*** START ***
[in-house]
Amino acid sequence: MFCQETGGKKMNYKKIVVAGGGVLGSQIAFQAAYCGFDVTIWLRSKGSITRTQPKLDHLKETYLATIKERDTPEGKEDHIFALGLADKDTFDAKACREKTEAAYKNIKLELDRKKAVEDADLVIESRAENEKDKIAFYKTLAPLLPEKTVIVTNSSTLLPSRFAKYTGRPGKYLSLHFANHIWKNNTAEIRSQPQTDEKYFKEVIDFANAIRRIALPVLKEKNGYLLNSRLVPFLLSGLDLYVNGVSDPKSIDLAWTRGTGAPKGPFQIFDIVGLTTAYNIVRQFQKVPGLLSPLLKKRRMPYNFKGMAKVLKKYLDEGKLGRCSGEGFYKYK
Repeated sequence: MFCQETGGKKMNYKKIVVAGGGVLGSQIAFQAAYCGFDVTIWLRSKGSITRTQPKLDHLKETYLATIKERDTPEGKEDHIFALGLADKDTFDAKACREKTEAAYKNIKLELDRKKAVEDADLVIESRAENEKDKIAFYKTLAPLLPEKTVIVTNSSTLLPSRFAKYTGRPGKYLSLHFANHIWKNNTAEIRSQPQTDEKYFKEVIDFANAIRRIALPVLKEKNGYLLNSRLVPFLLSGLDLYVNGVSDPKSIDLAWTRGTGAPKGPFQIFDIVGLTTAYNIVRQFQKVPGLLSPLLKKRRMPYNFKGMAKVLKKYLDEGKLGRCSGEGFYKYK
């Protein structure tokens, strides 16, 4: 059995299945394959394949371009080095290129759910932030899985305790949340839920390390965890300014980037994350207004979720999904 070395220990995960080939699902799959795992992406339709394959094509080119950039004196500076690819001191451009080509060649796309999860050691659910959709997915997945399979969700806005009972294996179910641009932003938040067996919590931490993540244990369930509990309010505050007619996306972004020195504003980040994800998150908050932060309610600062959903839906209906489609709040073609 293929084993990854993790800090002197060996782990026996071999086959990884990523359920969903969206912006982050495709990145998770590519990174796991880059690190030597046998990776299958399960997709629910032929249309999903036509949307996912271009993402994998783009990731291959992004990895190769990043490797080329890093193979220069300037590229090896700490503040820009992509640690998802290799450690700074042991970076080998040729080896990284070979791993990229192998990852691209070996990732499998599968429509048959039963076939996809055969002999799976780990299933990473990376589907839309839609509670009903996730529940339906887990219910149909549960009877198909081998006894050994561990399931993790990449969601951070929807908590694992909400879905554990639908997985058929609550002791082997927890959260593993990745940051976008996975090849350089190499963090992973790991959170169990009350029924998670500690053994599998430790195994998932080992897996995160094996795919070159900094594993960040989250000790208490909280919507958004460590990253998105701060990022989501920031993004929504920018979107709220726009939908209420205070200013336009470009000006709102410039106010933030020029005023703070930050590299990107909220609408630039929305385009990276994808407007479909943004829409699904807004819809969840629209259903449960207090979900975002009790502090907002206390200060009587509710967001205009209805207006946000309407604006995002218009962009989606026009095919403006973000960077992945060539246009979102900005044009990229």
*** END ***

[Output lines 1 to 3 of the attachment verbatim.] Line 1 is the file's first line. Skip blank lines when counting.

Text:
[in-house]
Amino acid sequence: MFCQETGGKKMNYKKIVVAGGGVLGSQIAFQAAYCGFDVTIWLRSKGSITRTQPKLDHLKETYLATIKERDTPEGKEDHIFALGLADKDTFDAKACREKTEAAYKNIKLELDRKKAVEDADLVIESRAENEKDKIAFYKTLAPLLPEKTVIVTNSSTLLPSRFAKYTGRPGKYLSLHFANHIWKNNTAEIRSQPQTDEKYFKEVIDFANAIRRIALPVLKEKNGYLLNSRLVPFLLSGLDLYVNGVSDPKSIDLAWTRGTGAPKGPFQIFDIVGLTTAYNIVRQFQKVPGLLSPLLKKRRMPYNFKGMAKVLKKYLDEGKLGRCSGEGFYKYK
Repeated sequence: MFCQETGGKKMNYKKIVVAGGGVLGSQIAFQAAYCGFDVTIWLRSKGSITRTQPKLDHLKETYLATIKERDTPEGKEDHIFALGLADKDTFDAKACREKTEAAYKNIKLELDRKKAVEDADLVIESRAENEKDKIAFYKTLAPLLPEKTVIVTNSSTLLPSRFAKYTGRPGKYLSLHFANHIWKNNTAEIRSQPQTDEKYFKEVIDFANAIRRIALPVLKEKNGYLLNSRLVPFLLSGLDLYVNGVSDPKSIDLAWTRGTGAPKGPFQIFDIVGLTTAYNIVRQFQKVPGLLSPLLKKRRMPYNFKGMAKVLKKYLDEGKLGRCSGEGFYKYK